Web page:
Footnote 1: (the rest don't discuss this topic):

The comprehension of this and the following halachah are dependent on the following two Talmudic passages:

[The prohibitions against labor on] the Sabbath are superseded for [the circumcision of a child] born in the seventh month, but not for a child born in the eighth month (Shabbat 135a).

A child born in the eighth month is like a stone and may not be carried [on the Sabbath]. His mother may, however, lean over him and nurse him.... Rabbi states: [This is when] his physical features reflect his [lack of development]; i.e., when his hair and nails are not completely formed. [Rabbi's statements imply that] if [his hair and nails] are completely formed, he is a baby that should have been born in the seventh month, but whose birth was delayed (Yevamot 80b).

From these passages, it appears that the Sages considered that there were two periods of gestation that could produce healthy babies, a seven-month period and a nine-month period. Therefore, a baby who was born in the seventh month was considered to be healthy, and circumcision could be performed on the Sabbath.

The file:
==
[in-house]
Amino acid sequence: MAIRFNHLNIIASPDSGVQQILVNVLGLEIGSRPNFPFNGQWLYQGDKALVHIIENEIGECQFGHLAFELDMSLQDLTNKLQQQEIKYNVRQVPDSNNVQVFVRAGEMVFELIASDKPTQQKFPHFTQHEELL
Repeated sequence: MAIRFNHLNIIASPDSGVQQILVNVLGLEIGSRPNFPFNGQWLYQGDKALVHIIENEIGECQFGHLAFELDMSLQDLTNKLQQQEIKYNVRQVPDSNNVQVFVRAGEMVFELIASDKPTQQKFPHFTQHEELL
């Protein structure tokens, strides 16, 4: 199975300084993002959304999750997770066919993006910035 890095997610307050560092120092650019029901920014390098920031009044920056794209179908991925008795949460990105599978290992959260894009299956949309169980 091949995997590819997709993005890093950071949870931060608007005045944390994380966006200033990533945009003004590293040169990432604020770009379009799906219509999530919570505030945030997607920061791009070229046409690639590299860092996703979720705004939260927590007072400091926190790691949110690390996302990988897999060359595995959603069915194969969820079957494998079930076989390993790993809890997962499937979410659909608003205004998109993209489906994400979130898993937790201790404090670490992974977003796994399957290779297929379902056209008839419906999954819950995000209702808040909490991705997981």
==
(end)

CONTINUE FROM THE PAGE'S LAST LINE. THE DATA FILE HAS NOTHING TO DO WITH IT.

In contrast, a baby born in the eighth month was generally considered to be unhealthy. Not only was the baby not to be circumcised on the Sabbath, but moving it at all was forbidden. Since it was likely to die, it was considered to be muktzeh. If, however, a baby born in the eighth month looks healthy, we assume that it should have been born in the seventh month, but its birth was delayed. Therefore, it is considered a healthy baby and it may be circumcised on the Sabbath.

We have used the past tense in the above explanation, because these laws are no longer practiced, and all babies are allowed to be moved on the Sabbath. Tosafot, Shabbat, loc. cit., state that at present, it is no longer possible to determine exactly when a child was conceived, and we therefore do not know the month of pregnancy the mother was in. Furthermore, the advances in medical technology have enabled the lives of many premature babies to be saved despite the fact that, without these new developments, these babies would surely not have survived. At present, it is considered a mitzvah to try to save the lives of any premature babies, even if doing so involves carrying out forbidden labors on the Sabbath.

Also, it must be emphasized that, as stated in Halachot 16-18, a child is circumcised only when it is healthy and there is no danger involved. This is surely relevant with regard to premature infants. Rarely, if ever, would a doctor grant permission for such a baby to be circumcised on the eighth day of his life.

(I hope I didn't overdo it with copying the text.)

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Did we ever see 7-month babies? Also Tosfot's suggestion would not seem to apply nowadays. –  Double AA Mar 6 '13 at 5:23